Australia's #1 industrial directory for equipment & suppliers

Mini sensors to help in the fight against corrosion

31 May, 2006

Tiny and often tucked away in hard-to-reach nooks and crannies, a novel array of sensors is poised to change the costly and resource-intensive process of fighting corrosion in industries such as aerospace, shipping, mining, oil and gas.

These, and similar purpose-built sensor arrays, can monitor not only the appearance and persistence of corrosion, but also its behaviour under different atmospheric conditions that include humidity, temperature, salinity, wind direction and rainfall.

The sensors, designed by researchers at CSIRO, indicate where, when and why corrosion occurs. They also convert this information to a real-time management tool which can reduce the costs of maintenance and inspection and improve the safety and integrity of structures.

Corrosion control is a costly business. Recent studies estimate that Australia spends $13 billion on monitoring, removing and preventing corrosion.

While some of the new CSIRO sensor arrays have already been sold commercially, most of the research is still regarded as being in the trial stage, with plans to test the sensors under extreme desert conditions in the Middle East and also inside aircraft fuselages.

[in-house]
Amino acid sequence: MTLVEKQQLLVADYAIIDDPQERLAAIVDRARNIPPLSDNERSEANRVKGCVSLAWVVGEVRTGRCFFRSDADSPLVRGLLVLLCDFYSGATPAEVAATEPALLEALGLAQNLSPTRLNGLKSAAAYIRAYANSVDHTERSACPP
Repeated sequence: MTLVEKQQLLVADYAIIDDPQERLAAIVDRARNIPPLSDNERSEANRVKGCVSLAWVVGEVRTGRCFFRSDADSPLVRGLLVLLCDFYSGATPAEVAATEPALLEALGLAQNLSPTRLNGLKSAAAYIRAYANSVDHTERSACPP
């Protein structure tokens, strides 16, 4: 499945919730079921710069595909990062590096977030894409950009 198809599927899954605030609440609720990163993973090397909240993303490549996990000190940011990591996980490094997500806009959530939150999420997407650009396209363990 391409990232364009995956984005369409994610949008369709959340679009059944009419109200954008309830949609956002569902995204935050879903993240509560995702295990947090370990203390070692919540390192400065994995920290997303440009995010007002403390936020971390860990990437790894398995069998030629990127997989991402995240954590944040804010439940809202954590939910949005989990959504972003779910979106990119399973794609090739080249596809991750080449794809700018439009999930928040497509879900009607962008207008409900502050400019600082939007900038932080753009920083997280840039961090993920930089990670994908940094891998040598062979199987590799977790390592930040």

CSIRO researcher, Dr Tim Muster, says the sensors have been specifically designed to withstand the conditions they need to monitor. The sensors continually monitor the environment in which they have been placed and detect the early onset of corrosion or the environmental conditions conducive to it.

“This will make maintenance decisions and inspection easier and more accurate,” says Dr Muster.

“We are now working on automating this decision-making process so that it guides maintenance schedules and decreases downtime and the frequency of inspections,” he says.

Also, as the sensors arm themselves with more and more data, models of atmospheric corrosion for each specific situation or environment can be developed and continuously adjusted.

“This should help industry design materials that are best suited to the environments in which they will be used,” says Dr Muster.

As well as exploring new frontiers for the sensors, they also see opportunities to further develop the sensors themselves in terms of more advanced miniaturisation and wireless operation.

One long-term goal is to actually incorporate their sensor technology into paints and coatings, construction materials such as reinforced concrete, and other composites.

The day may come, when there are sensors that can initiate self-repair once corrosion is detected, says Dr Muster.

Have your say...

We welcome thoughtful comments from readers
Reload characters
Type the characters you see in this box. This helps us prevent automated programs from sending spam.